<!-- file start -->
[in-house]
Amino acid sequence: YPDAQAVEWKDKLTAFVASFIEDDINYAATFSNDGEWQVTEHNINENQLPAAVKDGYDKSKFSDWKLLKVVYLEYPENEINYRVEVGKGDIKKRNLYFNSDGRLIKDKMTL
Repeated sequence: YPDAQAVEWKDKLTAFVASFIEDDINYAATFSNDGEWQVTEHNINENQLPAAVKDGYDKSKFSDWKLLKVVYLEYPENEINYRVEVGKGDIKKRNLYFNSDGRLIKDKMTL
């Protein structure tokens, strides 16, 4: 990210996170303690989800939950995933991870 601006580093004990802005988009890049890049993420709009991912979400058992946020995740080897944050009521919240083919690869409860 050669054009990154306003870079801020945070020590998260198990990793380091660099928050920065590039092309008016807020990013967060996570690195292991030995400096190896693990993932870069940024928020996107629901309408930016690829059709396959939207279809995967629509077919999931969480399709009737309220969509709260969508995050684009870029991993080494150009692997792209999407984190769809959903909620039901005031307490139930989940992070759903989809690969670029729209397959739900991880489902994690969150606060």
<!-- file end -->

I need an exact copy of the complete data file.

[in-house]
Amino acid sequence: YPDAQAVEWKDKLTAFVASFIEDDINYAATFSNDGEWQVTEHNINENQLPAAVKDGYDKSKFSDWKLLKVVYLEYPENEINYRVEVGKGDIKKRNLYFNSDGRLIKDKMTL
Repeated sequence: YPDAQAVEWKDKLTAFVASFIEDDINYAATFSNDGEWQVTEHNINENQLPAAVKDGYDKSKFSDWKLLKVVYLEYPENEINYRVEVGKGDIKKRNLYFNSDGRLIKDKMTL
């Protein structure tokens, strides 16, 4: 990210996170303690989800939950995933991870 601006580093004990802005988009890049890049993420709009991912979400058992946020995740080897944050009521919240083919690869409860 050669054009990154306003870079801020945070020590998260198990990793380091660099928050920065590039092309008016807020990013967060996570690195292991030995400096190896693990993932870069940024928020996107629901309408930016690829059709396959939207279809995967629509077919999931969480399709009737309220969509709260969508995050684009870029991993080494150009692997792209999407984190769809959903909620039901005031307490139930989940992070759903989809690969670029729209397959739900991880489902994690969150606060």